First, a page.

RANDOLPH, NJ - When asked to give a presentation about Randolph High School to the Board of Education, Principal Debbie Iosso wanted to go beyond facts and statistics to show the “heart and soul” of the high school.

Representatives from many clubs shared their passion projects with the board, from greeting staff in the morning to walkathons to mentorship. Students and teachers have opportunities to pursue community service in different ways throughout the district, and many take advantage of these opportunities.

“We spoke a lot this summer as an administrative team about how we can go from compliance to passion,” Iosso began. “We have teachers and staff who do everything we need to do, but our conversation was, do they do it to comply, or do they do it because it’s their passion? ”

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Brianne Mcbreen, the Transition Services Coordinator, shared her passion to improve the RHS culture and the inclusion of students with special needs. The transition students initiated a coffee cart to serve the teachers and staff in the morning with a simulation of a Starbucks shop, including furniture and a guitar playing.

“The atmosphere is welcoming and it’s inclusive, and it’s truly incredible,” McBreen said.

Evy Falcon-Duran added. "This experience brings the staff to the students instead of our students and us looking for opportunities.”

World Language Supervisor Paula Paredes-Corbel and RHS Spanish Teacher Sybil Gonzalez described their work with Market Street Mission to provide new and gently used coats for a coat giveaway program. They also offer an ESL class for parents with RHS students babysitting children to allow these parents to participate in the sessions.

Michelle Alberti and Nicole Landers of the counseling department created a hands-on program focused on drugs and alcohol to provide tools students can use going into college and careers. In addition to this program for seniors, they are developing a program for freshman relating to mental health concerns, self-care and coping strategies.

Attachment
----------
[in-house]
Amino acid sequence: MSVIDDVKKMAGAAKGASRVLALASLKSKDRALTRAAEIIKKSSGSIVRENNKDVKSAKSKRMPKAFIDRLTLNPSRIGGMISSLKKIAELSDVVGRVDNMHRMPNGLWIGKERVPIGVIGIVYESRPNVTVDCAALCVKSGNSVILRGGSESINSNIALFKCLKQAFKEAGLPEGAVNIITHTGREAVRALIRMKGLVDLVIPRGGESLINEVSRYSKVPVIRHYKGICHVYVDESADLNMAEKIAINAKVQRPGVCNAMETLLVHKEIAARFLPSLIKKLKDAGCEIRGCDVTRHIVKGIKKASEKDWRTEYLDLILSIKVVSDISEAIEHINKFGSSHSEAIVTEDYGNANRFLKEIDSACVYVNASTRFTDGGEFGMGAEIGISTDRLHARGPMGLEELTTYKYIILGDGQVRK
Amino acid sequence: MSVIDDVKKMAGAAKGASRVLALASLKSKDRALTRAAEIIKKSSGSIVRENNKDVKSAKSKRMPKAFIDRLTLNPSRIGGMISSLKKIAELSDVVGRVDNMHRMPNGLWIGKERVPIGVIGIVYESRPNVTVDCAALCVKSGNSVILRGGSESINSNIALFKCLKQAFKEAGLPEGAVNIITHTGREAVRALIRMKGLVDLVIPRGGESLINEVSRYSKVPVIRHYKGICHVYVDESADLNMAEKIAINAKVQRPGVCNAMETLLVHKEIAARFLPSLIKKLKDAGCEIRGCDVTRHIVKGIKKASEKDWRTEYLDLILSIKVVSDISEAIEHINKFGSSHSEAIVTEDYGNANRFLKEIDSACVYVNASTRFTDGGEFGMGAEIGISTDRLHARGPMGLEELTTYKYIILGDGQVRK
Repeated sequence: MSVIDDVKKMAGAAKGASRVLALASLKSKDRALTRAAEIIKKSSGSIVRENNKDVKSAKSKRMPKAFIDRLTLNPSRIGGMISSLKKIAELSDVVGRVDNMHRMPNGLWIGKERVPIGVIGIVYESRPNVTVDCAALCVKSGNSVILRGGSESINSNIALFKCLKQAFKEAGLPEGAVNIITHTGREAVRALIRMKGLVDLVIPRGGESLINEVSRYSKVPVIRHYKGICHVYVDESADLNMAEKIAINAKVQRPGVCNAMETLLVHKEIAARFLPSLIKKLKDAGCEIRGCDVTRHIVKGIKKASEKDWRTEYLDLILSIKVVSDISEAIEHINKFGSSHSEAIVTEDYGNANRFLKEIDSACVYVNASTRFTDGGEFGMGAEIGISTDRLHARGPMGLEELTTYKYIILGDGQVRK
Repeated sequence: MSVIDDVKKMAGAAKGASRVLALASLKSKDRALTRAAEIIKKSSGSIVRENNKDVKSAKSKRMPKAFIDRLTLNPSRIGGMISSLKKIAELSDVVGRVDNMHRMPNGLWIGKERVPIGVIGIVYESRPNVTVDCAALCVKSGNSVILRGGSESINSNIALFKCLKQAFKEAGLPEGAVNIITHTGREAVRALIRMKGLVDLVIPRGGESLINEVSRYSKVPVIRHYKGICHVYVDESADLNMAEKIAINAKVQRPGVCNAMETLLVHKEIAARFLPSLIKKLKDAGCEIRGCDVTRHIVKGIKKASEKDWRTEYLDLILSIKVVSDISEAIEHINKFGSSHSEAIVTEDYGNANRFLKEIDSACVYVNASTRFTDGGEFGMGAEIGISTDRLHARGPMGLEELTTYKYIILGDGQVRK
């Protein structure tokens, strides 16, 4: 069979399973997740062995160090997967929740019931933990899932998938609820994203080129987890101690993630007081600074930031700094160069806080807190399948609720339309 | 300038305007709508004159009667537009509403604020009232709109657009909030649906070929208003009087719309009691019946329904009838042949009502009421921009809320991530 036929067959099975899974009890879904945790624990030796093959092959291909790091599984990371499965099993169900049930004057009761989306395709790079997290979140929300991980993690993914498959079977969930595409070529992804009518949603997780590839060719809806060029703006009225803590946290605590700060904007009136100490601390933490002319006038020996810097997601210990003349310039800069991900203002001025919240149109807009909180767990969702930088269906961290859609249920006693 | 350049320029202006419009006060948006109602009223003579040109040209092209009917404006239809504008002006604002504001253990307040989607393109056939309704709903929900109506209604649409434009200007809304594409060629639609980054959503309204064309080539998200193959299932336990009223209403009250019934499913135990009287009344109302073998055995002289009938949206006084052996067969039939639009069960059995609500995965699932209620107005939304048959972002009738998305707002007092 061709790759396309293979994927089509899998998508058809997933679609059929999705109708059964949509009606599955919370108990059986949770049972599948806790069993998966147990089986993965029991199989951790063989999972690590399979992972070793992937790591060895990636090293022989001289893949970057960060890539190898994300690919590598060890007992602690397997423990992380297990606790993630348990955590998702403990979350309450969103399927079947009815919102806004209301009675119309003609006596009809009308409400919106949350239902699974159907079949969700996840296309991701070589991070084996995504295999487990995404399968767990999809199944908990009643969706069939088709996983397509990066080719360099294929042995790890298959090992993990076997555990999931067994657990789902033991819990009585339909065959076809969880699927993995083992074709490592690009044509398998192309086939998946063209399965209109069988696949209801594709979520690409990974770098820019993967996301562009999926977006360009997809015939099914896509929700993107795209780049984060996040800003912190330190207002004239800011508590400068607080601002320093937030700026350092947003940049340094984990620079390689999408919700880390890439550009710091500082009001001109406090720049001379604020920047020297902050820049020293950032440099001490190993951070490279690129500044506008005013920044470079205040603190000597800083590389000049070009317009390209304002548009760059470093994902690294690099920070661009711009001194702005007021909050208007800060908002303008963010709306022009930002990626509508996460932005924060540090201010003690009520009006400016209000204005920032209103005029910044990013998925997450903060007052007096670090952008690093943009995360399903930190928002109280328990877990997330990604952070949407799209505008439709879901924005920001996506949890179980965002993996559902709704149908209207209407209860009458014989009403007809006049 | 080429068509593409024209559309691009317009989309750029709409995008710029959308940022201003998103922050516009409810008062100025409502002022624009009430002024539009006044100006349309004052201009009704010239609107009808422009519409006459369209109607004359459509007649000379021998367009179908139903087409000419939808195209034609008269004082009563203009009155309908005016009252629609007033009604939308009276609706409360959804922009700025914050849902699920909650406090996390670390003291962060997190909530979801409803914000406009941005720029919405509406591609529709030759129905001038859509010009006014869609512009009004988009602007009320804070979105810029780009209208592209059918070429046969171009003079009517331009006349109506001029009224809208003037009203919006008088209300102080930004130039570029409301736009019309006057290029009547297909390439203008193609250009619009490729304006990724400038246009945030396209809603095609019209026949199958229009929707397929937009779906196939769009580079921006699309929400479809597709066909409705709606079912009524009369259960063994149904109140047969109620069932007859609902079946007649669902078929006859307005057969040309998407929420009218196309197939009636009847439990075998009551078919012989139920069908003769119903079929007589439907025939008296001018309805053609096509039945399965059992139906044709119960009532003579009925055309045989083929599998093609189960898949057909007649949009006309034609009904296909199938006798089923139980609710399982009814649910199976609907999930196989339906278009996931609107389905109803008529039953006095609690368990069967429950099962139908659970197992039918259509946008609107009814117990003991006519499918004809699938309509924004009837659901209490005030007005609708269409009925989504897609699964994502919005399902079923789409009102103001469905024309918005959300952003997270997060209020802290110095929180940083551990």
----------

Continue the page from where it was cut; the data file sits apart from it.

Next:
Jennifer Huey, the college and career counselor, arranges Instant-Decision Days with colleges who visit Randolph. Last week, the University of Pittsburgh accepted 24 RHS students through Instant Decision Day, and Randolph will host 10 more schools in the coming weeks.

Students are able to explore their love for teaching through the Tomorrow’s Teacher Program by observing classes, writing their own lesson plans and taking an online course for college credit. The Speech and Debate Team ran their own tournament and hosted 550 students and 150 judges.

Coach Colleen Suflay mentioned that her passion is students athletes, and RHS athletes participate in over 40 community service projects throughout the year. She commented that high school sports have only increased over the years, and they are creating citizens within the community.

Suflay showed a video highlighting these projects, such as visiting the Cerebral Palsy Center, distributing anti-bullying bracelets, participating in Pink Out, and helping with the Future Ram program.

Abby Loveys, a junior on the RHS cross country team and president of Randolph Runs for a Purpose, introduced the new club. John Zeman, secretary of the club, explained that they have participated in a hunger walk, as well as making breakfast for the Morristown Soup Kitchen. Future plans include organizing their own walk-a-thon.

“This year we chose the community soup kitchen in Morristown,” Loveys said. “We also see this club as a way to grow relationships with each other and spread our service with those in the community.”

Kaitlin Robinson, a captain for the Randolph Girls Soccer Team, shared how her perspective changed during her four years of community service through soccer. “The Randolph Athletic Programs… are more than an opportunity to play the sports we all love,” she said. “They teach us the significance of giving back and how we can positively impact members of our community."

Robinson said as a freshman community service seemed like a “caring event where we do something nice for others, take pictures, and take the day off practice.”

However, as a senior Robinson realized the purpose was not to “take pictures for social media.… The process of going through the same experience for four years allows for a change in point of view from mostly unaware to recognizing that no one should be alone during their struggles.”